Market value ratios are used to evaluate the current share price of a publicly-held company's stock. These ratios are employed by current and potential investors to determine whether a company's shares are over-priced or under-priced. The most common market value ratios are as follows:
- Book value per share. Calculated as the aggregate amount of stockholders' equity, divided by the number of shares outstanding. This measure is used as a benchmark to see if the market value per share is higher or lower, which can be used as the basis for decisions to buy or sell shares.
- Dividend yield. Calculated as the total dividends paid per year, divided by the market price of the stock. This is the return on investment to investors if they were to buy the shares at the current market price.
- Earnings per share. Calculated as the reported earnings of the business, divided by the total number of shares outstanding (there are several variations on this calculation). This measurement does not reflect the market price of a company's shares in any way, but can be used by investors to derive the price they think the shares are worth.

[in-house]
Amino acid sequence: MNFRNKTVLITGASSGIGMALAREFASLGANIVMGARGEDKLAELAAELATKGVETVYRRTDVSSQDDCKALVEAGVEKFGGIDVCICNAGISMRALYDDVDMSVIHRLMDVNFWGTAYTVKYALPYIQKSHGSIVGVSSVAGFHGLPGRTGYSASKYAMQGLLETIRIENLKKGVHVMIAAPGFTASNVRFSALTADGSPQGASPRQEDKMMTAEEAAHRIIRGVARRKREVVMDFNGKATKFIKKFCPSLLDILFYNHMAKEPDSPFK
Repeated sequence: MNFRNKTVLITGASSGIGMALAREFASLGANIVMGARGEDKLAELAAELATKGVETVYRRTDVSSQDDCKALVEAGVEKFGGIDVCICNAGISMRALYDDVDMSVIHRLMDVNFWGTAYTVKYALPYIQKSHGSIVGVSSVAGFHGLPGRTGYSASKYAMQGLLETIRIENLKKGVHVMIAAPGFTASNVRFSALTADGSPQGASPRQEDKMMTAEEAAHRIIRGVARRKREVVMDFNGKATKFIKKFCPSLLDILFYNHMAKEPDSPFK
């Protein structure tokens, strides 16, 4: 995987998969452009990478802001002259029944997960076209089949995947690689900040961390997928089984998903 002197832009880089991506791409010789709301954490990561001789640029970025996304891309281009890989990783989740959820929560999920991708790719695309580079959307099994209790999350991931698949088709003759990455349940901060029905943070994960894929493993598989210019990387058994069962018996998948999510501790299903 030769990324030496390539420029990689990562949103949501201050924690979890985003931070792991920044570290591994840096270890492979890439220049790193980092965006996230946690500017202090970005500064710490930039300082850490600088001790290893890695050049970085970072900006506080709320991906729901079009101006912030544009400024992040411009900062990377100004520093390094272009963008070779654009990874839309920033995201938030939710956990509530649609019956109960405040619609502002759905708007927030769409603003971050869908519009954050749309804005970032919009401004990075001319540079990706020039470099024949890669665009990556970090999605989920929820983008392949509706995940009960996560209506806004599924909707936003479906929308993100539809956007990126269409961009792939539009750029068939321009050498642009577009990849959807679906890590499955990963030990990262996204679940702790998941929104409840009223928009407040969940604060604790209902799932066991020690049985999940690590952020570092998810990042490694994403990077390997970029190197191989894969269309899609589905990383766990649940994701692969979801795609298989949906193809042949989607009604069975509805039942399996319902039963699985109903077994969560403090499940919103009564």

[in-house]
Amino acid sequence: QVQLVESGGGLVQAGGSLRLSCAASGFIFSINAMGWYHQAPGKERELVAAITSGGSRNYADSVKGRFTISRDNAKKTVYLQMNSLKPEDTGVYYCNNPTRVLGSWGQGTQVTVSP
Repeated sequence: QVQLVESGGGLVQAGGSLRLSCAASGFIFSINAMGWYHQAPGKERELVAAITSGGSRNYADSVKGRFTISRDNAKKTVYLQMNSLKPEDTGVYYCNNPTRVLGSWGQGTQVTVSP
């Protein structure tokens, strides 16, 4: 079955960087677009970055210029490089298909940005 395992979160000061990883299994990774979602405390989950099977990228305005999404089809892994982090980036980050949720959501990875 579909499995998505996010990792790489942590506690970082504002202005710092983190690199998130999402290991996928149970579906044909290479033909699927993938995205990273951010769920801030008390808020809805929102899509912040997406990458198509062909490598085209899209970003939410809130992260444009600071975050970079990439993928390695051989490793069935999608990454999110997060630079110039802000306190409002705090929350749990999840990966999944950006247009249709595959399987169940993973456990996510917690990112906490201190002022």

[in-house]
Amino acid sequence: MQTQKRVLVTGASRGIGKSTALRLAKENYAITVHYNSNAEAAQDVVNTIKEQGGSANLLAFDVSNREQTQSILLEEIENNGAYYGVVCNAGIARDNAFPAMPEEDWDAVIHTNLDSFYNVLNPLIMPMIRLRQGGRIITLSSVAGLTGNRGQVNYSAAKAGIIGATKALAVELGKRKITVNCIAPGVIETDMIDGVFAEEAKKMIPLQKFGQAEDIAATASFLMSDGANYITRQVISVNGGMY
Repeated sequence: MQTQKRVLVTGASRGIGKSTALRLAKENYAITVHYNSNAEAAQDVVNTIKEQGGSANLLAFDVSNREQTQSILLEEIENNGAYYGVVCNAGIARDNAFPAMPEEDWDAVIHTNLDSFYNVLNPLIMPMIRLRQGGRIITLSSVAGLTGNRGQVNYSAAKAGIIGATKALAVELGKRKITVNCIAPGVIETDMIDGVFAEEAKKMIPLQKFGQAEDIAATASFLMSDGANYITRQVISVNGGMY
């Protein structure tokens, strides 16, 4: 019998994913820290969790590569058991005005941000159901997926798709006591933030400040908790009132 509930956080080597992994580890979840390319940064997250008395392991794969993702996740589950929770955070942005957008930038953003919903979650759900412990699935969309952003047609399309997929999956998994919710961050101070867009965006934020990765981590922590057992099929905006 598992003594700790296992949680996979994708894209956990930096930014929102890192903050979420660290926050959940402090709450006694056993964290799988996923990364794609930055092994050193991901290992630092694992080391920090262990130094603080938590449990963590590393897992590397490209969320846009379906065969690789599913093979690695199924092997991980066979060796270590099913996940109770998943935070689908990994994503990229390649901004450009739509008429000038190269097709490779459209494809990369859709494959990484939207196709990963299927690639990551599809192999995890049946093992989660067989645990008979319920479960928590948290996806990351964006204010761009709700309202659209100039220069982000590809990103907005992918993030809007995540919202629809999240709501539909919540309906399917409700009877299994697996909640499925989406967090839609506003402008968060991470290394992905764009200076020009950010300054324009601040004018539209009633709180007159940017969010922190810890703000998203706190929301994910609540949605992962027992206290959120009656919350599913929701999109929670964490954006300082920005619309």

- Market value per share. Calculated as the total market value of the business, divided by the total number of shares outstanding. This reveals the value that the market currently assigns to each share of a company's stock.
- Price/earnings ratio. Calculated as the current market price of a share, divided by the reported earnings per share. The resulting multiple is used to evaluate whether the shares are over-priced or under-priced in comparison to the same ratio results for competing companies.
These ratios are not closely watched by the managers of a business, since these individuals are more concerned with operational issues. The main exception is the investor relations officer, who must be able to see the company's performance from the perspective of investors, and so is much more likely to track these measurements closely.
Market value ratios are not applied to the shares of privately-held entities, since there is no accurate way to assign a market value to their shares.